…sometimes, at least. When compared to Java under OpenJDK.
I was performing some experiments with various ways of implementing persistent random-access sequences. At one point, after implementing some of them in Java, I had the brilliant idea to try and implement some of them in C# as well and see how performance compares.
Unfortunately, this comparison was not very favorable towards C#: it consistently performed around 4-6× slower, four to six times, than the same data structure in Java. That was certainly… not what I expected. I was expecting the performance to be very close, if not C#-favored. After all, the Common Language Runtime supports value types, whereas the Java Virtual Machine at the moment does not, and some of the data structures I tested can benefit from reduced indirection.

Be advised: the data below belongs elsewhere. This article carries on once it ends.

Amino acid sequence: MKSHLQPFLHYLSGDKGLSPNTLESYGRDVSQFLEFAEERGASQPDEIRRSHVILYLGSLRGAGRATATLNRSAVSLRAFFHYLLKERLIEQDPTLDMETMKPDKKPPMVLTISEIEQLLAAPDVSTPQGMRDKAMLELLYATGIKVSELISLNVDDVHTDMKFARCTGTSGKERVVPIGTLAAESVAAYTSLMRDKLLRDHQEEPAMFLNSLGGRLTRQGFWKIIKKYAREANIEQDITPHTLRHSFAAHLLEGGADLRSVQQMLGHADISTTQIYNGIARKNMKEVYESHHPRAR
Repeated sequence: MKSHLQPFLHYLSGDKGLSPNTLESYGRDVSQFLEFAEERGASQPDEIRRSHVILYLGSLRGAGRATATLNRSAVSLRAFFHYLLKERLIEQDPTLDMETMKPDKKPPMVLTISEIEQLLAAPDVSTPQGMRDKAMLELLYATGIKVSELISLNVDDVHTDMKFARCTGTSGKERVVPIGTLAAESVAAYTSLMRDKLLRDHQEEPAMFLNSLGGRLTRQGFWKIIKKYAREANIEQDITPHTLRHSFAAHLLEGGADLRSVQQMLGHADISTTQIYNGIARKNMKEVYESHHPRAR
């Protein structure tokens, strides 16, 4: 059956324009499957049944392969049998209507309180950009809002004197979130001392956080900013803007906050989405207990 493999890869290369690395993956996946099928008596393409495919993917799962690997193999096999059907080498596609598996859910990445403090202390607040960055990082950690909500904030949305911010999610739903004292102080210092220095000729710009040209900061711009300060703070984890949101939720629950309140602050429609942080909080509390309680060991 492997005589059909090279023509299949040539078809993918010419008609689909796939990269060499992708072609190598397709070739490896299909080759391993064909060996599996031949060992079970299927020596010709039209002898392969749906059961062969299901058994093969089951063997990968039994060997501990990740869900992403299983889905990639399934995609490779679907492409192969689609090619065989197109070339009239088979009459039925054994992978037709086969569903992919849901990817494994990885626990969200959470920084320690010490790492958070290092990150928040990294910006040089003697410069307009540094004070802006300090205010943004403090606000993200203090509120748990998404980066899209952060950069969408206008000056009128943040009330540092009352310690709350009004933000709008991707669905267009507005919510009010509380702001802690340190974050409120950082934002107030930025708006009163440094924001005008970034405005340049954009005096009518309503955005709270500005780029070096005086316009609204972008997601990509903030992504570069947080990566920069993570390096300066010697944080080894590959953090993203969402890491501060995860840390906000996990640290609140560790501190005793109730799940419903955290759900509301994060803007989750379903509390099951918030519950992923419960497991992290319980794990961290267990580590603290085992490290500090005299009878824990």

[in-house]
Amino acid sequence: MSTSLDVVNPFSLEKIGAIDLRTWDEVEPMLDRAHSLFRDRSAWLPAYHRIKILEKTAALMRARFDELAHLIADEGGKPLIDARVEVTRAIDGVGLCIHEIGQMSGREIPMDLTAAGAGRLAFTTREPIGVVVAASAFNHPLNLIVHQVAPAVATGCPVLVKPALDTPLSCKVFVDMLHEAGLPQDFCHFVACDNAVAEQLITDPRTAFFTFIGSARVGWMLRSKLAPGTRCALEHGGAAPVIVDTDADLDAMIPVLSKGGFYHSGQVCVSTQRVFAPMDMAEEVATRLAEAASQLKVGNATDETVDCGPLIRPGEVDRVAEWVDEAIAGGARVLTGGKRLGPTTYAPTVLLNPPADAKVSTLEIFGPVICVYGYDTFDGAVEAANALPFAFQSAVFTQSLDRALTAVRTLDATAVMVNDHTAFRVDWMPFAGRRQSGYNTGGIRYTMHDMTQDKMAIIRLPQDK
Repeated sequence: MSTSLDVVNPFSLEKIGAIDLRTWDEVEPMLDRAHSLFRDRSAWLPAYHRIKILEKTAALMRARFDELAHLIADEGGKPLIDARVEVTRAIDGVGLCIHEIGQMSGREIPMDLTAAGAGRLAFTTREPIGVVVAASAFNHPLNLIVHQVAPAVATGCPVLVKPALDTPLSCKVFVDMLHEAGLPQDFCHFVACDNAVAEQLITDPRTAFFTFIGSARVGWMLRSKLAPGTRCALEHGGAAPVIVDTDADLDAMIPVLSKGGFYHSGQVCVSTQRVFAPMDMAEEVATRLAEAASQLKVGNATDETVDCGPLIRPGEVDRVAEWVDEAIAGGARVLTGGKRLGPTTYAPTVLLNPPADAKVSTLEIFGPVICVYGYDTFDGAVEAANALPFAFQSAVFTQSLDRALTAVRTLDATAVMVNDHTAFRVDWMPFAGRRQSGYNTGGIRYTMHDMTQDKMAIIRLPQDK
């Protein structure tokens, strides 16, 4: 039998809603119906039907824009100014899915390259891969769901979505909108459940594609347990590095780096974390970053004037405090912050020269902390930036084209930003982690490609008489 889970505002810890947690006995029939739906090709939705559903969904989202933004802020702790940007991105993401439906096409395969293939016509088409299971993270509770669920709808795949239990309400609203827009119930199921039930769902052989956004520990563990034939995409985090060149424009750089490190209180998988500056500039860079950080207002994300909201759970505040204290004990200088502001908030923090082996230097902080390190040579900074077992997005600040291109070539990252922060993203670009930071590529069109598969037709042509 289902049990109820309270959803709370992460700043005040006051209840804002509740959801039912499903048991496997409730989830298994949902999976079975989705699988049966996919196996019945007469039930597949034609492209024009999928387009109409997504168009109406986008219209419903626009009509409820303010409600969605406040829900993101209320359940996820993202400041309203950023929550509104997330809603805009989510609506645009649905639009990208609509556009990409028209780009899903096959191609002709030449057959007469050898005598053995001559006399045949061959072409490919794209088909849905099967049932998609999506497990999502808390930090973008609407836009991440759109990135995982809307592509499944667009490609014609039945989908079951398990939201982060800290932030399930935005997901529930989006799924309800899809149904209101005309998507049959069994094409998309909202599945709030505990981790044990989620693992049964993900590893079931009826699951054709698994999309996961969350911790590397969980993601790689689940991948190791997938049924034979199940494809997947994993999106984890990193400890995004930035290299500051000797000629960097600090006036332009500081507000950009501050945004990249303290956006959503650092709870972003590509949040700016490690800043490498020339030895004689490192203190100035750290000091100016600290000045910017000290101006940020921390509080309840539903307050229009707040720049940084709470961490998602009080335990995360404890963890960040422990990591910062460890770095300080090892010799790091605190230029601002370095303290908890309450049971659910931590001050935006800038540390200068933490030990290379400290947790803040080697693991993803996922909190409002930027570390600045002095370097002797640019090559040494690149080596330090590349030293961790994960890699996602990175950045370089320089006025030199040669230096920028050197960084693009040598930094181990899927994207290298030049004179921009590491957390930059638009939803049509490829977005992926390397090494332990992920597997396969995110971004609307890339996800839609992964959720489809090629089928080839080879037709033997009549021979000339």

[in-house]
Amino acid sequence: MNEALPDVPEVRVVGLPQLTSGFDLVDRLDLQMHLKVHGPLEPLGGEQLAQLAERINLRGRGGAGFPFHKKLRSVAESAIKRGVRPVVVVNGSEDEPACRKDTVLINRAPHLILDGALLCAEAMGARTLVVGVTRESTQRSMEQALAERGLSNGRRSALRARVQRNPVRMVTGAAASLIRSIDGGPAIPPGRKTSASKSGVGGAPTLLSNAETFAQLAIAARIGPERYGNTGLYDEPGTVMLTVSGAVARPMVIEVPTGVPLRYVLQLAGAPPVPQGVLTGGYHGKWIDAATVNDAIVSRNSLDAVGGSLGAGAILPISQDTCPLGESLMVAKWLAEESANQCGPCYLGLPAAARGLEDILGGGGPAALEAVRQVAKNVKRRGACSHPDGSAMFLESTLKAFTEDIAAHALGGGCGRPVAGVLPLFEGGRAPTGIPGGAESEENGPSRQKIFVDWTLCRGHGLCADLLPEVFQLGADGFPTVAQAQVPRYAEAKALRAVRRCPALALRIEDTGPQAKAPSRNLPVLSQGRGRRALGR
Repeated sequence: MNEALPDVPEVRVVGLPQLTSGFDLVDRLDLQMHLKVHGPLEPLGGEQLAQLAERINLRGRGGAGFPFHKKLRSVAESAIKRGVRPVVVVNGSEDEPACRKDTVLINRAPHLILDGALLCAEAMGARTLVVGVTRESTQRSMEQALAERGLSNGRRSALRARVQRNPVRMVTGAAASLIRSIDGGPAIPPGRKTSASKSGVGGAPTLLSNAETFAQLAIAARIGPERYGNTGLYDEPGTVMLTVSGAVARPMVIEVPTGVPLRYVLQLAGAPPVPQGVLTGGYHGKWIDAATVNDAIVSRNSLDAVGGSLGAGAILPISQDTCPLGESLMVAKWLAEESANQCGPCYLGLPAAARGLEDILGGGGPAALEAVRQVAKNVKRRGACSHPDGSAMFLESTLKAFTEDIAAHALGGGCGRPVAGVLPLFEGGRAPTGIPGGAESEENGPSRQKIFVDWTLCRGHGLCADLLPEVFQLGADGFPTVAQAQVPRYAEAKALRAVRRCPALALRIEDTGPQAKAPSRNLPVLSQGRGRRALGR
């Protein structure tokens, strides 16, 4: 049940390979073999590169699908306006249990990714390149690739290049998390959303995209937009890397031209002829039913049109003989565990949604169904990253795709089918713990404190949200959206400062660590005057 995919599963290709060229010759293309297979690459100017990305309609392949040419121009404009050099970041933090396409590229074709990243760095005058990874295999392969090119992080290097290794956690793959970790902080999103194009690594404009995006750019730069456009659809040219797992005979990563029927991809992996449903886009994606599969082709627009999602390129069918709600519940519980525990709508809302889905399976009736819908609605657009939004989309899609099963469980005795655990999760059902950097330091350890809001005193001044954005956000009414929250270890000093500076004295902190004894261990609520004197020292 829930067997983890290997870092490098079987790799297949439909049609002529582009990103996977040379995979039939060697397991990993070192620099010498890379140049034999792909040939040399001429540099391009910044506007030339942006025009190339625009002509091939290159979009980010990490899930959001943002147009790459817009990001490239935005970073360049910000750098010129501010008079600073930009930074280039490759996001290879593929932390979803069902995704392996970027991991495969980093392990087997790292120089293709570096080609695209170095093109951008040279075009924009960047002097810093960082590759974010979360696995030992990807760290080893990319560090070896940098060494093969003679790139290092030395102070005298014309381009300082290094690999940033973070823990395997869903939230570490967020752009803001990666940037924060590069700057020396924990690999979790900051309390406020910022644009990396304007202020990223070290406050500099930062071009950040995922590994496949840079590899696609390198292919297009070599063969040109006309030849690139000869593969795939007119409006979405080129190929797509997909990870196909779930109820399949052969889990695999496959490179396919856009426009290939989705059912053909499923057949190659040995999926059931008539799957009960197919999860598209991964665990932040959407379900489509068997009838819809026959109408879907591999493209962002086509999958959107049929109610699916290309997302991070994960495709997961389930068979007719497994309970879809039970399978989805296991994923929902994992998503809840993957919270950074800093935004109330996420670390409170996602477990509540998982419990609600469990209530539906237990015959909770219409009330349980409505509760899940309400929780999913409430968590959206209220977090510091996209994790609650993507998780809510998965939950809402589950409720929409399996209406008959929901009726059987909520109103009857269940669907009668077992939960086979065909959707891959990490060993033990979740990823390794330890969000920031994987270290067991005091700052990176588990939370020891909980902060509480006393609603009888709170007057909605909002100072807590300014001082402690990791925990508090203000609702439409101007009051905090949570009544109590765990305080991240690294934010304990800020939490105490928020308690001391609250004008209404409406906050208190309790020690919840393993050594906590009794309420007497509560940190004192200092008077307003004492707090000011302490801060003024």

Profiling revealed that the hottest functions were those that created new objects. While this does make sense, as persistent data structures using path copying do create many objects, spending north of 80% wall clock time on just allocating new objects, instead of on actual logic, is certainly a lot.
The next step I took to understand why those functions take so much time was, naturally, looking at the generated code. The differences were quite stark, and explained the performance gap almost immediately, so why don't we take a look?Read the full article…